Falmouth Police Sergeant Michael Simoneau

Twenty-year veteran Falmouth Police Sergeant Michael Simoneau is one of several officers that works directly with Gosnold Treatment Center. He has seen first-hand the rise of the drug crisis in Falmouth.

An involuntary addiction treatment law on the books for 50 years in Massachusetts has in recent years become part of the Falmouth Police Department’s go-to tools. It is used to combat the opioid crisis when urging people to get help does not work.

The number of addicts committed to treatment facilities against their will has grown this year as opioid use and overdoses increased in town.

“I think it’s fair to say that 50 to 75 percent of what we do is related to drugs, alcohol and mental health issues, which often go hand-in-hand,” said Sergeant Michael Simoneau, one of the Falmouth police officers who works with Gosnold Treatment Center in trying to coax addicts into treatment.

Falmouth police petitioned the court 74 times in 2020 under the Massachusetts Section 35 law to have a person with a drug or alcohol abuse issue committed to a locked treatment center.

“We typically get pushback from the person involved,” Sgt. Simoneau said. “And the majority of the time, the family is at their wits’ end and they have run out of options to help their loved one.”

Section 35 is meant to save those on the verge of death from addiction. It is considered a last resort.

“It is intervention. The issue is the addiction is so bad that the person has become a physical danger to himself or in some cases, their loved ones,” Falmouth Clerk Magistrate Edward B. Teague said.

The law allows immediate family members—including spouses, relatives and guardians, police officers, court officers and physicians—to petition courts to force someone into substance abuse treatment for up to 90 days, usually against their will.

The judge decides whether to “section” a person based on evidence presented in court by family, friends, employers or others, and after being evaluated by a licensed social worker, physician or physiologist, Mr. Teague said. Most are resistant to the forced treatment and are entitled to a defense attorney.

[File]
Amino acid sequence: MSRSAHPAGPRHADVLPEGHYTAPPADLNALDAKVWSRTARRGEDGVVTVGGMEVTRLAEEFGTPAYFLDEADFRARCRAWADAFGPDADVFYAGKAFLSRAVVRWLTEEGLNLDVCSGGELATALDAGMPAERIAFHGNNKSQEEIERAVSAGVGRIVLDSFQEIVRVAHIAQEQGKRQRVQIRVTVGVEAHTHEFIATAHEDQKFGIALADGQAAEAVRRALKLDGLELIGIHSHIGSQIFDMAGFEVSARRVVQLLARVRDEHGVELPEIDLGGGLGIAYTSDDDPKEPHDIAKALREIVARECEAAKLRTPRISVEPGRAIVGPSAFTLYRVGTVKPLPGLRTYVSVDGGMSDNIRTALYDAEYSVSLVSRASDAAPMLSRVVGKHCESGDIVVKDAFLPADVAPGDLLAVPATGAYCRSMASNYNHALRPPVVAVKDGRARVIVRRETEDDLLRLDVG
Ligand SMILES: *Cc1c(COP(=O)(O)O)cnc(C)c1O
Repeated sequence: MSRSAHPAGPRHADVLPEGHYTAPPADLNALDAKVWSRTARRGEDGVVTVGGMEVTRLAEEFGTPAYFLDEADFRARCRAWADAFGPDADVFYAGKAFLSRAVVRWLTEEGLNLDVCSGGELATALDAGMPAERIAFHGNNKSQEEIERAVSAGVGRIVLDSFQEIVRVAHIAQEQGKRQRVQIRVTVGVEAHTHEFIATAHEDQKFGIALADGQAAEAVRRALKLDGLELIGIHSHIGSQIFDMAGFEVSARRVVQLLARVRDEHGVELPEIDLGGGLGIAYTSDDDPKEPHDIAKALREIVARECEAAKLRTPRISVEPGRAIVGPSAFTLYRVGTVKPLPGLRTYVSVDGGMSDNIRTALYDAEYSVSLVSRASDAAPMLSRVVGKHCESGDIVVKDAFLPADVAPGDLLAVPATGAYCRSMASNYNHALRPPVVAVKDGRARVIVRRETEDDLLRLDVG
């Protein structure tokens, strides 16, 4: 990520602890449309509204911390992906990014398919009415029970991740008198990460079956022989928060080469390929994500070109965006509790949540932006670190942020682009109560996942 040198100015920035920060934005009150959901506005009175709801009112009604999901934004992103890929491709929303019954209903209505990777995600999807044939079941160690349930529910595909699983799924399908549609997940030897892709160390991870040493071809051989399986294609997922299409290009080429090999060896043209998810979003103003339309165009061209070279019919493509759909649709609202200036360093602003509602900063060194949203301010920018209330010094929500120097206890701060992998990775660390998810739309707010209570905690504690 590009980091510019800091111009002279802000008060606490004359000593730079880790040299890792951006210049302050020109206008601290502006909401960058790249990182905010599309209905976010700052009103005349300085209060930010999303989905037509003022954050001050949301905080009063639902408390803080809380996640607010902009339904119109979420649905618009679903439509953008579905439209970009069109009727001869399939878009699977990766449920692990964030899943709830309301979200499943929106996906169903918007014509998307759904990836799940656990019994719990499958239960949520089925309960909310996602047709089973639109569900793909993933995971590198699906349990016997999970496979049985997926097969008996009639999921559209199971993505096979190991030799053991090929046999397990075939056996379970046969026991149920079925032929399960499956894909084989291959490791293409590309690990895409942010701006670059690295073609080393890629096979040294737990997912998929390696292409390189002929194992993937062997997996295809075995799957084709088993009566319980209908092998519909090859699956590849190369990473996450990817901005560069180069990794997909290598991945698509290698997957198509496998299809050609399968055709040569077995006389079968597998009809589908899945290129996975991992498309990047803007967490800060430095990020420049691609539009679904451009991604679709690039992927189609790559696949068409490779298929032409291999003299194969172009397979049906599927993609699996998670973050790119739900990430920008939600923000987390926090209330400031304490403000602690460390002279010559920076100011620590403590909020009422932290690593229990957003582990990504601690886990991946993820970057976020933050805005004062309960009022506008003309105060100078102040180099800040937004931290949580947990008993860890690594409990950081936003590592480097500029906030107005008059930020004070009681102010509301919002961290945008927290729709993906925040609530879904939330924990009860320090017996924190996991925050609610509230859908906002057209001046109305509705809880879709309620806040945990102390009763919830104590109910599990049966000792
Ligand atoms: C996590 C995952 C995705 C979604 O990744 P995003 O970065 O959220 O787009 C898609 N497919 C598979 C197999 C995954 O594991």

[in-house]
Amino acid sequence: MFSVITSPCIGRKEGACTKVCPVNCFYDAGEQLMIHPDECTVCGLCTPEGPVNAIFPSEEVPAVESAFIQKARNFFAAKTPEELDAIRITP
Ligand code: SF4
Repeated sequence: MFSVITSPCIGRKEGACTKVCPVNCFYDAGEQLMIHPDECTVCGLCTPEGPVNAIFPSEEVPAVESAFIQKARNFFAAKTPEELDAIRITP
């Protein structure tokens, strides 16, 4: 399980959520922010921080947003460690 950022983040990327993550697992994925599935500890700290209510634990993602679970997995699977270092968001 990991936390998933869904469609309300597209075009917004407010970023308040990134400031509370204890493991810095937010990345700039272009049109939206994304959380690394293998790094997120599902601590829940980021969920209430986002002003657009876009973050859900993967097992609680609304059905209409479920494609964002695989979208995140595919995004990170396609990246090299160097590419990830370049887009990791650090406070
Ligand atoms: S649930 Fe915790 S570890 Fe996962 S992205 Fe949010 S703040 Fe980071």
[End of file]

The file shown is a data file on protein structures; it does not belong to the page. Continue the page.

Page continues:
“The judge must find that the person has an addiction issue and is in imminent danger to himself or others…that they have lost control over the ability to make a decision when it comes to the substance,” Mr. Teague said.

“They are being civilly committed. They are handcuffed, put in a police car, transported to the courthouse and put in lockup,” Mr. Teague said.

At Falmouth District Court, he said, more often than not it is a concerned family member who petitions for committal, but increasingly it is police or emergency room physicians who are making the referrals.

“Police are making observations of people who need help every day out in the field,” he said. He said the same of doctors. “After the person is medically stable, physicians will write a lengthy notice to court, based on observations and how frequently the person is in the ER. It’s a good demonstration of concern for people in their care,” he said.

Although the law allows for up to 90 days of inpatient treatment, typically the sentence is two to three weeks, Mr. Teague said.

“It’s for detox and some education,” he said.

Judges granted more than 80 percent of the Section 35 requests they heard in Fiscal Year 2018, sending more than 6,000 people into forced treatment, according to the state Department of Mental Health.

There were 170 mental health requests processed through Falmouth District Court last year, about 90 percent of which are Section 35s. The remaining 10 percent are Section 12s, which are requests for involuntary committals for mental health treatment.

Sgt. Simoneau said the department is using the law more than it did even a decade ago. In 2014, the department made 26 referrals to a judge for committal. That number spiked to 118 referrals in 2016, while 2017 saw 94 referrals. There were 76 in 2018, 55 in 2019 and 74 this year.

The number of people “sectioned” has grown alongside the state’s opioid epidemic, increasing by more than 47 percent in the last eight years. There were 136 overdoses in Falmouth in 2020, including four over the Christmas holiday weekend. There were 123 in 2019 and 28 in 2014.

While alcohol addiction is a concern, Sgt. Simoneau said, the “overwhelming majority” of Section 35s are due to drugs. The Falmouth police force continues to battle the heroin epidemic in town that began in earnest in 2014, when a stream of prescription pills from Florida began to slow to a trickle and the federal government began to crack down on them, the sergeant said.